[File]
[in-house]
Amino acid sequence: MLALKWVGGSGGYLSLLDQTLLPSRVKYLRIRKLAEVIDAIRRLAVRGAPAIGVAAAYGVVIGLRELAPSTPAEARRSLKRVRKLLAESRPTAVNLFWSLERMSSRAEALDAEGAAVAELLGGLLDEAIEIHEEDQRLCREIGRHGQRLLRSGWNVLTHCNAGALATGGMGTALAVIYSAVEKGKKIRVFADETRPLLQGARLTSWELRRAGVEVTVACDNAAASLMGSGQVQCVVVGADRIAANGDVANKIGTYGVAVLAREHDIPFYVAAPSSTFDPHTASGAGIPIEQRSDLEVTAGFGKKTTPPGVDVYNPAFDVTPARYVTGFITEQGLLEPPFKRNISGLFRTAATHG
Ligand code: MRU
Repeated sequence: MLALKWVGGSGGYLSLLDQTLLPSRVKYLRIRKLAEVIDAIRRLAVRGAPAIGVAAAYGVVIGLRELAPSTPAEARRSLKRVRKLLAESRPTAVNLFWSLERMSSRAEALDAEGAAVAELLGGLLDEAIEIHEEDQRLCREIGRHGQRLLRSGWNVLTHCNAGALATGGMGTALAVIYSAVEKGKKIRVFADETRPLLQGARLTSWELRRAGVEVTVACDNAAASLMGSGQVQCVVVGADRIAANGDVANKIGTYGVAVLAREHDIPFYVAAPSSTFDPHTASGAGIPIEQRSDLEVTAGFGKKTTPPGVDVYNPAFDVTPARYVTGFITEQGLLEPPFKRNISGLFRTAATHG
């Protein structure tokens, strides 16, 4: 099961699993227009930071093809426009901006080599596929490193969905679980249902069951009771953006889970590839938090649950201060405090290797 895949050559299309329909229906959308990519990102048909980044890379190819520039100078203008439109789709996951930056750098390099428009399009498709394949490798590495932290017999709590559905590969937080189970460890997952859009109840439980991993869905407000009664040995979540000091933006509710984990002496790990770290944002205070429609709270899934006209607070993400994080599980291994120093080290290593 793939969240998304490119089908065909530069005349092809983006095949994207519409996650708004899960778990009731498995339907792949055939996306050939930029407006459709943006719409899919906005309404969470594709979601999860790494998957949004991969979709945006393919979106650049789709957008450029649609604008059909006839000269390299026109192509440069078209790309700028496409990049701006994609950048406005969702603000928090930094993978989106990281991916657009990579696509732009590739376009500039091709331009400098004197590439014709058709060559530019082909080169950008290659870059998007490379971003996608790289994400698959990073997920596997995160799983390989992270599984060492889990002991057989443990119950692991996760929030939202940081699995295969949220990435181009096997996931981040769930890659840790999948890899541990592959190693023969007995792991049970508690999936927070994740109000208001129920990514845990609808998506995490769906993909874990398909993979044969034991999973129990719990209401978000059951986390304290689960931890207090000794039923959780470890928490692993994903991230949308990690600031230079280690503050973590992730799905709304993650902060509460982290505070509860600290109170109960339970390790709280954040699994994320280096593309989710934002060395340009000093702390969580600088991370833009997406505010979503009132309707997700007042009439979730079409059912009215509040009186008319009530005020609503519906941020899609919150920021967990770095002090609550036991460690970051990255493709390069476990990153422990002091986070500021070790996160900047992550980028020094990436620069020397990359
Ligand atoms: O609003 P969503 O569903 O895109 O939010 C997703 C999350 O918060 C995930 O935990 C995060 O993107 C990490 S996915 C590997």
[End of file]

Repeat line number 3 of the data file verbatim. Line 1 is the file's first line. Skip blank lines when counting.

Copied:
Ligand code: MRU